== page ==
“When Did Nail Polish Become Part of Politics?”

14 Sep

In today’s society, the fashion of female politicians is under the microscope, not their political ideals. Hillary Clinton is constantly being criticized for not wearing the right thing. Michelle Obama’s message is always overshadowed by what she wore. I was really interested in learning about he message that Mrs. Obama was trying to deliver at the DNC. However, every station I found covering her speech, focused on her outfit and how beautiful she looked. One station even spent significant time talking about how gorgeous her grey nail polish was. While she may have looked good, it’s not fair that her appearance was getting so much attention in my opinion. She had a serious message to deliver and I feel like that was being overshadowed. I feel like this is the case for most women involved in politics. I mean no one is criticizing Mitt Romney’s suit and tie combinations. It just seems like women are not being taken seriously in politics. This has historically been the case, especially in the 60’s with Jackie Kennedy. She became a fashion icon but many people didn’t know she was actually really politically invovled. What do you all think? Do you agree?

http://www.eaglenews.org/women-in-power-under-microscope-for-fashion-not-political-statements-1.2760767#.UFKtR1FI328

 

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4 Responses to ““When Did Nail Polish Become Part of Politics?””

  1. runesandrhinestones September 14, 2012 at 9:11 am #

    I agree with the sentiment. Women in media are so highly sexualised that quite often they aren’t taken seriously. Why does it matter what they are wearing? The worst bit about it is that they’ll get criticised either way – if they make an effort they’re deemed image conscious and frivolous, but if they’re dowdy then they just get called old fashioned. When did fashion become a major player in politics??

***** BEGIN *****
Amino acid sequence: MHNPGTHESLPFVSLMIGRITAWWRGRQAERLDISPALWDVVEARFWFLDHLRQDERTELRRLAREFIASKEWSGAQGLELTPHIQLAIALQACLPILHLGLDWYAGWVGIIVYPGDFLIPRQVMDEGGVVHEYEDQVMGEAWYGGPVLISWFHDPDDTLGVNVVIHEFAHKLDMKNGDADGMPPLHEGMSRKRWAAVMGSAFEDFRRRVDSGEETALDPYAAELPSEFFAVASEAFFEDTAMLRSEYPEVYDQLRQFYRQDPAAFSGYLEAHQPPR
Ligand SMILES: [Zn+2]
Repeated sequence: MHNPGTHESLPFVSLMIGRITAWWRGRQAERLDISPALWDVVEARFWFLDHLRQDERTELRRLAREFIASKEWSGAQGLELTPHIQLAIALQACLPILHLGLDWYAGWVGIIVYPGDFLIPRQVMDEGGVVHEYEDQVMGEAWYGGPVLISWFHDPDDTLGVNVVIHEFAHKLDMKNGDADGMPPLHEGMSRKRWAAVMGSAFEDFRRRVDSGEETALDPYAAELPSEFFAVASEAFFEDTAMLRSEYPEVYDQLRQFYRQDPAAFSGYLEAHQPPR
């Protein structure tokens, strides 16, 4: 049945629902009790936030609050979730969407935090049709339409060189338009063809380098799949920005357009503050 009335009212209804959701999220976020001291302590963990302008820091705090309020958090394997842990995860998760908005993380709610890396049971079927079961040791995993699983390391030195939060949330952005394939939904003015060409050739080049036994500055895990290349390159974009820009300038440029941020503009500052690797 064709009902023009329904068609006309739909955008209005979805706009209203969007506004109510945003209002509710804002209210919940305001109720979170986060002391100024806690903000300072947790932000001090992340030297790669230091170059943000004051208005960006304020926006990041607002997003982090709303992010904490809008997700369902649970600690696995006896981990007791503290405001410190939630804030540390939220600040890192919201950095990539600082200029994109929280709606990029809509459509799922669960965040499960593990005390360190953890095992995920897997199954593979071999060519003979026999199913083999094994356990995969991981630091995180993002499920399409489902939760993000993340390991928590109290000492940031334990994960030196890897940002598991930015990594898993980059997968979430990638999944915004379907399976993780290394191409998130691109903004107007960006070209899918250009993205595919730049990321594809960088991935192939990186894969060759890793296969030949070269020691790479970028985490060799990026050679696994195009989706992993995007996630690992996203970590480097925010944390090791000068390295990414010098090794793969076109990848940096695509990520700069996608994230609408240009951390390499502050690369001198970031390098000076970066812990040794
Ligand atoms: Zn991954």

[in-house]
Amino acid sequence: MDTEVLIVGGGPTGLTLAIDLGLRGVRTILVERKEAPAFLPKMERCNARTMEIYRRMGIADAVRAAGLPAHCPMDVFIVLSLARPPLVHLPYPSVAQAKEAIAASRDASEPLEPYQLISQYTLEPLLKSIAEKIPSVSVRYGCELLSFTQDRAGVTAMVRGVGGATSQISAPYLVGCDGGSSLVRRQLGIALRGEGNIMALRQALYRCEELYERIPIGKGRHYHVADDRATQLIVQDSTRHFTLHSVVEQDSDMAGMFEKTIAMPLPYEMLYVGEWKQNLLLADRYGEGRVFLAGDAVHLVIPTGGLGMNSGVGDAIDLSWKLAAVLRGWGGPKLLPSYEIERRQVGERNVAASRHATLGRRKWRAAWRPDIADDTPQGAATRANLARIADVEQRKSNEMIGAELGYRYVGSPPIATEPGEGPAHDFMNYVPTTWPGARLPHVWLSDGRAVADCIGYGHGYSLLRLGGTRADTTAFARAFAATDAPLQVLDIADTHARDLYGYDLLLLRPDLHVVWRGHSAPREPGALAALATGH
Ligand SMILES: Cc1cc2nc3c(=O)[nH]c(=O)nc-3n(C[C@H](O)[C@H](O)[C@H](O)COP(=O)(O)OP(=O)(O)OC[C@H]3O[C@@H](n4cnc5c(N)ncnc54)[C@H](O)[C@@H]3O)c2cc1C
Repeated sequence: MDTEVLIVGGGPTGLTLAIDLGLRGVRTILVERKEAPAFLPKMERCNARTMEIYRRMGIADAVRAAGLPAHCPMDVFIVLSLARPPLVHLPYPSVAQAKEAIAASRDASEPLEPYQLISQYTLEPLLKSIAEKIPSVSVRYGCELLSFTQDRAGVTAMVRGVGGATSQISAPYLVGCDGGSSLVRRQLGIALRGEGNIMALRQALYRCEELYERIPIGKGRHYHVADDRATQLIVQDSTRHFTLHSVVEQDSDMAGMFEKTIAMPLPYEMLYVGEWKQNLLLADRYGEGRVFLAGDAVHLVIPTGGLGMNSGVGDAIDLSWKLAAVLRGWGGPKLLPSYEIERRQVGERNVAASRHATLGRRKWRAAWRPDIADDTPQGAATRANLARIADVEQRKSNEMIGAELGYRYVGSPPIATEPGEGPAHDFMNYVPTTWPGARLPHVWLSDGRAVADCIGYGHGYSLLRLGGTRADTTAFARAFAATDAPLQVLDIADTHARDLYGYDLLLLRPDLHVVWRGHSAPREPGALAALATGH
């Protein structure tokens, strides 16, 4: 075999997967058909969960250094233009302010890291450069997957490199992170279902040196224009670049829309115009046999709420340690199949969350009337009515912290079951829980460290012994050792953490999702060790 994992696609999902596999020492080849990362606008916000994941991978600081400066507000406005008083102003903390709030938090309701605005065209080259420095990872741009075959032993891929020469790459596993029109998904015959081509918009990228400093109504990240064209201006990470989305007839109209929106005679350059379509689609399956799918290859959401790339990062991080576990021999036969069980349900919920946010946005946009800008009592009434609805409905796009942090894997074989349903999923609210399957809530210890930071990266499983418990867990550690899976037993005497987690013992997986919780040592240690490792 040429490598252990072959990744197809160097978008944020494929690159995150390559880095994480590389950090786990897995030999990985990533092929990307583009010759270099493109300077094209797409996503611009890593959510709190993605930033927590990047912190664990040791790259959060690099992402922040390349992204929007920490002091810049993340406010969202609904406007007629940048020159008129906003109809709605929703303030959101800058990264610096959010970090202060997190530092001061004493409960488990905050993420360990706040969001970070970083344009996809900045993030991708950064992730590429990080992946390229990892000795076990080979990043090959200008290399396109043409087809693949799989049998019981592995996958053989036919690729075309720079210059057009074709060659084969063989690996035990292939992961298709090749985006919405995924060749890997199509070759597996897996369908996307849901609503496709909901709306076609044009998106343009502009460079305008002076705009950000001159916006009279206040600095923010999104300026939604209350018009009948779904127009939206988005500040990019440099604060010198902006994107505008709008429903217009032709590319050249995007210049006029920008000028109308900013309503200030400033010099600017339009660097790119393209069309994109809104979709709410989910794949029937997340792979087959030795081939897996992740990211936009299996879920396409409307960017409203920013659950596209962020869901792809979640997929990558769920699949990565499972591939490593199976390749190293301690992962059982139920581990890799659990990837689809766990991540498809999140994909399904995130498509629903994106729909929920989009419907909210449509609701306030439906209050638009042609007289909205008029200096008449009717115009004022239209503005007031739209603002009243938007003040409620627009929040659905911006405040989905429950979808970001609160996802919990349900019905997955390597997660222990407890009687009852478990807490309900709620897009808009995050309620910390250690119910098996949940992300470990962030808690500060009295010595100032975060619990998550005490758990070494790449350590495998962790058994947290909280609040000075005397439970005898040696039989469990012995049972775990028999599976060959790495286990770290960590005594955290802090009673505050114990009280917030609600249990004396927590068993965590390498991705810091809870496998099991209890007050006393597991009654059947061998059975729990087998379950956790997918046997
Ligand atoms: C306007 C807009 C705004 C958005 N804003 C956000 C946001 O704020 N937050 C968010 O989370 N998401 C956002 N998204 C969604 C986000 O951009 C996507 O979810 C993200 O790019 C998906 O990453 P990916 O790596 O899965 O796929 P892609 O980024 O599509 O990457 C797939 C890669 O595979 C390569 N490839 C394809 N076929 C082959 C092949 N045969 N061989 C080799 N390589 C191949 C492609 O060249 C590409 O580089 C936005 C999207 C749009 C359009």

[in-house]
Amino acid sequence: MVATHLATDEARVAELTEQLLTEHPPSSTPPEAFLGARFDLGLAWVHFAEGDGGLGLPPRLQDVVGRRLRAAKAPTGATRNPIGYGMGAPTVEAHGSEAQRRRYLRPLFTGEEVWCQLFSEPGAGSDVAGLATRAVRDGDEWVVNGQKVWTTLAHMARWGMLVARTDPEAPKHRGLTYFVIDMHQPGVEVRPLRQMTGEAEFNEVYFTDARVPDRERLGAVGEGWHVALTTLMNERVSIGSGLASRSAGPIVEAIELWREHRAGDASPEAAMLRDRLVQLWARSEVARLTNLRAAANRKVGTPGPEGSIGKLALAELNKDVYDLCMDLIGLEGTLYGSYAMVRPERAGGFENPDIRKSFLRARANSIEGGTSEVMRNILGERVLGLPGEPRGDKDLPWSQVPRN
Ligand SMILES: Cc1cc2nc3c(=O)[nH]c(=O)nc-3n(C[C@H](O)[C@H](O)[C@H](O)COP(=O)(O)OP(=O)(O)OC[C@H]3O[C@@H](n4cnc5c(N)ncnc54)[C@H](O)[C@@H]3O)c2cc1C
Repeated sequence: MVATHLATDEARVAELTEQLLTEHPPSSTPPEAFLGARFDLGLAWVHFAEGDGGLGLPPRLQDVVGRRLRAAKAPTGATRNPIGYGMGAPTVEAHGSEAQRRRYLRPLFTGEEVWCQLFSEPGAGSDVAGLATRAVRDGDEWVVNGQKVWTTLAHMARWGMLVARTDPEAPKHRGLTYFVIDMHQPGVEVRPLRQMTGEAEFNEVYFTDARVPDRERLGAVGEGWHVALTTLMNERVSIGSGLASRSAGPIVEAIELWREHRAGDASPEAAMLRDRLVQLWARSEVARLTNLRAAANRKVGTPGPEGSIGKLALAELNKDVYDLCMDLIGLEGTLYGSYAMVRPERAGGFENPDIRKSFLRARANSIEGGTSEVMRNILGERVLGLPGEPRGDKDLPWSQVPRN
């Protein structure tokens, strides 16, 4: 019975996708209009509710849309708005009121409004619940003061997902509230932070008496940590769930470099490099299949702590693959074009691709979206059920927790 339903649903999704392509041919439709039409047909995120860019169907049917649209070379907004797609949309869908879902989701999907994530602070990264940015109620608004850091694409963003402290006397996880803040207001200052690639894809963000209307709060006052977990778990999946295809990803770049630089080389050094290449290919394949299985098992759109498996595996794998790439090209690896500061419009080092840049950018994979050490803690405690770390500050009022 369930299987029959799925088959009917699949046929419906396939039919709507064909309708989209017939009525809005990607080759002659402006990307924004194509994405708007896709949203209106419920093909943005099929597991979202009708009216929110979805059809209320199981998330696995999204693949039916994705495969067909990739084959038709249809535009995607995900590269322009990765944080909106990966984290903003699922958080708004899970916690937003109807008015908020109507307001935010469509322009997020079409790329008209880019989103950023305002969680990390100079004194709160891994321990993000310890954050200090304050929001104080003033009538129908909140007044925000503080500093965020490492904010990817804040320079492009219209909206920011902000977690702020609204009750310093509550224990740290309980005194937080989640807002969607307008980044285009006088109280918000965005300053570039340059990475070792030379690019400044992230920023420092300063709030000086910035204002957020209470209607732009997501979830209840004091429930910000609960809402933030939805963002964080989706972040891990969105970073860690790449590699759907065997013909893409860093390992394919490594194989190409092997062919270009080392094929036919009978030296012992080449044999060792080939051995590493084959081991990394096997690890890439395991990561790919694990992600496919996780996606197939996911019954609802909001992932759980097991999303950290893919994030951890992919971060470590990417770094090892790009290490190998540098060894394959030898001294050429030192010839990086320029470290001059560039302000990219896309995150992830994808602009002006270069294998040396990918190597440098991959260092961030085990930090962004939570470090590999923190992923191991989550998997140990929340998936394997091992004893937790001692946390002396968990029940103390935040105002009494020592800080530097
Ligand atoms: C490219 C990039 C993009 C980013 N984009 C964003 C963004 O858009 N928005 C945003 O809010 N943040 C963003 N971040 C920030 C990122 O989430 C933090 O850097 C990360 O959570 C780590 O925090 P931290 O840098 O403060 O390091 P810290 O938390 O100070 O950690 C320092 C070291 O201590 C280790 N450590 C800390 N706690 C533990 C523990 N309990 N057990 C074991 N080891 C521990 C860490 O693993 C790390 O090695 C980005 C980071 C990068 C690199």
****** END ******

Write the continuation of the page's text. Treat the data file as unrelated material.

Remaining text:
2. clairekochmer September 14, 2012 at 3:31 pm #

    I completely agree it is unfair and uncalled for that professional women are first looked at for their appearance, rather than their ideas. Unfortunately, this is not just a problem in politics. I really enjoy comedy, and have noticed that no matter how funny a woman is, she will more than likely be over looked for someone who is more attractive and possibly less humorous. I think that it is a shame that there are still so many areas of society that value a woman’s appearance more than her intellect. The only way we are going to have a hand in changing any of this is through discussions like these.

  3. jennifer ludy grove September 15, 2012 at 10:08 pm #

    I always want to scream whenever anyone mentions that Hillary Clinton looks “tired” or “exhausted.” She’s the Secretary of State in a world that is exploding. What the heck do you want her to look like? She just got home from the spa??? Excellent work Brittany!! :o)

  4. karaleesmith September 17, 2012 at 2:27 pm #

    I completely agree. What has our society come to? If the media ranted on about her nail polish rather than the topics of the powerful speech Michelle Obama gave, makes me sick. Society needs to focus on what truly matters, perhaps the content of what these female political figures are saying? I don’t think we talk about the color of Obama’s tie so why should we focus on such meaningless details.

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